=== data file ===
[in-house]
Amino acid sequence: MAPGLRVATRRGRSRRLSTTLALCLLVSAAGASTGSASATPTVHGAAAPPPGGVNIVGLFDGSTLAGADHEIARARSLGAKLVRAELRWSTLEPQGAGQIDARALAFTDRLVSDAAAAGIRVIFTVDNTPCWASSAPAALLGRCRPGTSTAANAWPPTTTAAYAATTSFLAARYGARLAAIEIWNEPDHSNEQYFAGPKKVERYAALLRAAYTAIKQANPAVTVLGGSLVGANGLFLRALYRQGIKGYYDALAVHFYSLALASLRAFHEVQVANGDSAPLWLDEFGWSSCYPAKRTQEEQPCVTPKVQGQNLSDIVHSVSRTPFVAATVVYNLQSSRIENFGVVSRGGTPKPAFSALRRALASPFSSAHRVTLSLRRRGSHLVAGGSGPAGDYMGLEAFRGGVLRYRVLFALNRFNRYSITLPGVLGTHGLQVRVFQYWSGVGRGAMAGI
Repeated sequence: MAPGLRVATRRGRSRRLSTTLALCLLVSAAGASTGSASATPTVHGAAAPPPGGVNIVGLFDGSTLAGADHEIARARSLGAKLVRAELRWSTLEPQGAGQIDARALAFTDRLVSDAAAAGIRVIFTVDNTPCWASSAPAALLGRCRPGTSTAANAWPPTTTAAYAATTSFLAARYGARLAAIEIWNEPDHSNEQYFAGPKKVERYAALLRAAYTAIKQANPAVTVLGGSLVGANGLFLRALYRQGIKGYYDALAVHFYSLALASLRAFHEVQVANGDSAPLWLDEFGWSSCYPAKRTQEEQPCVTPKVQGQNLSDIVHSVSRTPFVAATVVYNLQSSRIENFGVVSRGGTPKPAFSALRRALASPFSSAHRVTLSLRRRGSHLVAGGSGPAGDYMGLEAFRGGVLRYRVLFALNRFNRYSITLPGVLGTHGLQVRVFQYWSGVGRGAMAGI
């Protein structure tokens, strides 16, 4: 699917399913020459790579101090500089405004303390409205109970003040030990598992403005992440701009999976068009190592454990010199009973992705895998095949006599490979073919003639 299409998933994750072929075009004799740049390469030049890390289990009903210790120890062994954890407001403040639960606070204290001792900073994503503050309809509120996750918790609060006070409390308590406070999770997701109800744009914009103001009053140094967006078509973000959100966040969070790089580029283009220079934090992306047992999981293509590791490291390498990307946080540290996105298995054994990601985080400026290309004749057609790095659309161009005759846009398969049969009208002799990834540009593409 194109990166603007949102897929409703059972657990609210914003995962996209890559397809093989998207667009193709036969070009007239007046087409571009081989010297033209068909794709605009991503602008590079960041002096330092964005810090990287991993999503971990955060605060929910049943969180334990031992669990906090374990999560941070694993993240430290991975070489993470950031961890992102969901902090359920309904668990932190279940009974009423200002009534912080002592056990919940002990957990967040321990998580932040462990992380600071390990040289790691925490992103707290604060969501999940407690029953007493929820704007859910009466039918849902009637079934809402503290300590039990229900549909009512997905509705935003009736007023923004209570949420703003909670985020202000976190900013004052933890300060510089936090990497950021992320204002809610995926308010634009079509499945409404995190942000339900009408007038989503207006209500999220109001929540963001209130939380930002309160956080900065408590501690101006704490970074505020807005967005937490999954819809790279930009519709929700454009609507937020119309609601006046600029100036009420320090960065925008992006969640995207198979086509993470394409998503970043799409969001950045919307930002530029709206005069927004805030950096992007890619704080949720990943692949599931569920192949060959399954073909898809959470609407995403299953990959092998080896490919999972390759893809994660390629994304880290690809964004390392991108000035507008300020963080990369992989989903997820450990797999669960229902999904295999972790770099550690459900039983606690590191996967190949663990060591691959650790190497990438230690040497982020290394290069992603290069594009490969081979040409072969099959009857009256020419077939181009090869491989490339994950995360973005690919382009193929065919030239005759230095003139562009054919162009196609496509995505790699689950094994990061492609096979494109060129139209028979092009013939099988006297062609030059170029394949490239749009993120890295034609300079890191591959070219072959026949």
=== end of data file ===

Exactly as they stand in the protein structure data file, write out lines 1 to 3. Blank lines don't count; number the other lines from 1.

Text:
[in-house]
Amino acid sequence: MAPGLRVATRRGRSRRLSTTLALCLLVSAAGASTGSASATPTVHGAAAPPPGGVNIVGLFDGSTLAGADHEIARARSLGAKLVRAELRWSTLEPQGAGQIDARALAFTDRLVSDAAAAGIRVIFTVDNTPCWASSAPAALLGRCRPGTSTAANAWPPTTTAAYAATTSFLAARYGARLAAIEIWNEPDHSNEQYFAGPKKVERYAALLRAAYTAIKQANPAVTVLGGSLVGANGLFLRALYRQGIKGYYDALAVHFYSLALASLRAFHEVQVANGDSAPLWLDEFGWSSCYPAKRTQEEQPCVTPKVQGQNLSDIVHSVSRTPFVAATVVYNLQSSRIENFGVVSRGGTPKPAFSALRRALASPFSSAHRVTLSLRRRGSHLVAGGSGPAGDYMGLEAFRGGVLRYRVLFALNRFNRYSITLPGVLGTHGLQVRVFQYWSGVGRGAMAGI
Repeated sequence: MAPGLRVATRRGRSRRLSTTLALCLLVSAAGASTGSASATPTVHGAAAPPPGGVNIVGLFDGSTLAGADHEIARARSLGAKLVRAELRWSTLEPQGAGQIDARALAFTDRLVSDAAAAGIRVIFTVDNTPCWASSAPAALLGRCRPGTSTAANAWPPTTTAAYAATTSFLAARYGARLAAIEIWNEPDHSNEQYFAGPKKVERYAALLRAAYTAIKQANPAVTVLGGSLVGANGLFLRALYRQGIKGYYDALAVHFYSLALASLRAFHEVQVANGDSAPLWLDEFGWSSCYPAKRTQEEQPCVTPKVQGQNLSDIVHSVSRTPFVAATVVYNLQSSRIENFGVVSRGGTPKPAFSALRRALASPFSSAHRVTLSLRRRGSHLVAGGSGPAGDYMGLEAFRGGVLRYRVLFALNRFNRYSITLPGVLGTHGLQVRVFQYWSGVGRGAMAGI